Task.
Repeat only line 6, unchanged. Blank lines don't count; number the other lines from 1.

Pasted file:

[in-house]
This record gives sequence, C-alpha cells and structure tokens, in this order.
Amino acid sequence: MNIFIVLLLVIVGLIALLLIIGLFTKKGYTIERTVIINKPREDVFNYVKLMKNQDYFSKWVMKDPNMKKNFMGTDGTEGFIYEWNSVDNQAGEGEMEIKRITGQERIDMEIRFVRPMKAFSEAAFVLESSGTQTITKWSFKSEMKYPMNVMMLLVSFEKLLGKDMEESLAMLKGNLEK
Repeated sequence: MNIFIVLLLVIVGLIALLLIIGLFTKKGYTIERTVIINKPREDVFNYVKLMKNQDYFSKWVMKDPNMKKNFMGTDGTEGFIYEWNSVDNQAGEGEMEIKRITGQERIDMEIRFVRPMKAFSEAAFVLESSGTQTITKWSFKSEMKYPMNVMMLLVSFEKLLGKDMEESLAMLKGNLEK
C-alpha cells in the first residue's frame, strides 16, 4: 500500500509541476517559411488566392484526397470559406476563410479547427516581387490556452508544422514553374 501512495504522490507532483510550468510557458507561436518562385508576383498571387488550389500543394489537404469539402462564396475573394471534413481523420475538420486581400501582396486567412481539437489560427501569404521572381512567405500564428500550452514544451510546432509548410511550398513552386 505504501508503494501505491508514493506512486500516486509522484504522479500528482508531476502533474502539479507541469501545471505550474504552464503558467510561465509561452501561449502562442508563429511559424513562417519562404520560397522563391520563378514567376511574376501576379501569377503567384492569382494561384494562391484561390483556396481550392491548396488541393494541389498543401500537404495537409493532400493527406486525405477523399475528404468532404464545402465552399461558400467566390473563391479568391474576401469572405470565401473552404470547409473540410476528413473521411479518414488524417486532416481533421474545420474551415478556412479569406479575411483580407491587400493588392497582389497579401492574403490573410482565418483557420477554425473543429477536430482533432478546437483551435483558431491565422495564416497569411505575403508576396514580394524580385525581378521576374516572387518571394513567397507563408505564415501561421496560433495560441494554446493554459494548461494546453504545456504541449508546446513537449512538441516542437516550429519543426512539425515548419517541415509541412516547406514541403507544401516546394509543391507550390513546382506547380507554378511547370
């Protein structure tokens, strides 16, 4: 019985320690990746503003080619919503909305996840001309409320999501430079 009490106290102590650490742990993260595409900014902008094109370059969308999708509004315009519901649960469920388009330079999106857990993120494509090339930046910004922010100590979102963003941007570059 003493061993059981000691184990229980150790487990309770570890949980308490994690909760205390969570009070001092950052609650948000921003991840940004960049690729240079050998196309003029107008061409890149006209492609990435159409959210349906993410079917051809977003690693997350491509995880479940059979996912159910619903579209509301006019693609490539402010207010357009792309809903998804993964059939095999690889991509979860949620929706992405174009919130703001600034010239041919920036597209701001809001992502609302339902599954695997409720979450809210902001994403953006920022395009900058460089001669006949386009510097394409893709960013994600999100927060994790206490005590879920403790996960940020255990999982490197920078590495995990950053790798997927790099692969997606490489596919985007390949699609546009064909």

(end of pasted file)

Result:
């Protein structure tokens, strides 16, 4: 019985320690990746503003080619919503909305996840001309409320999501430079 009490106290102590650490742990993260595409900014902008094109370059969308999708509004315009519901649960469920388009330079999106857990993120494509090339930046910004922010100590979102963003941007570059 003493061993059981000691184990229980150790487990309770570890949980308490994690909760205390969570009070001092950052609650948000921003991840940004960049690729240079050998196309003029107008061409890149006209492609990435159409959210349906993410079917051809977003690693997350491509995880479940059979996912159910619903579209509301006019693609490539402010207010357009792309809903998804993964059939095999690889991509979860949620929706992405174009919130703001600034010239041919920036597209701001809001992502609302339902599954695997409720979450809210902001994403953006920022395009900058460089001669006949386009510097394409893709960013994600999100927060994790206490005590879920403790996960940020255990999982490197920078590495995990950053790798997927790099692969997606490489596919985007390949699609546009064909």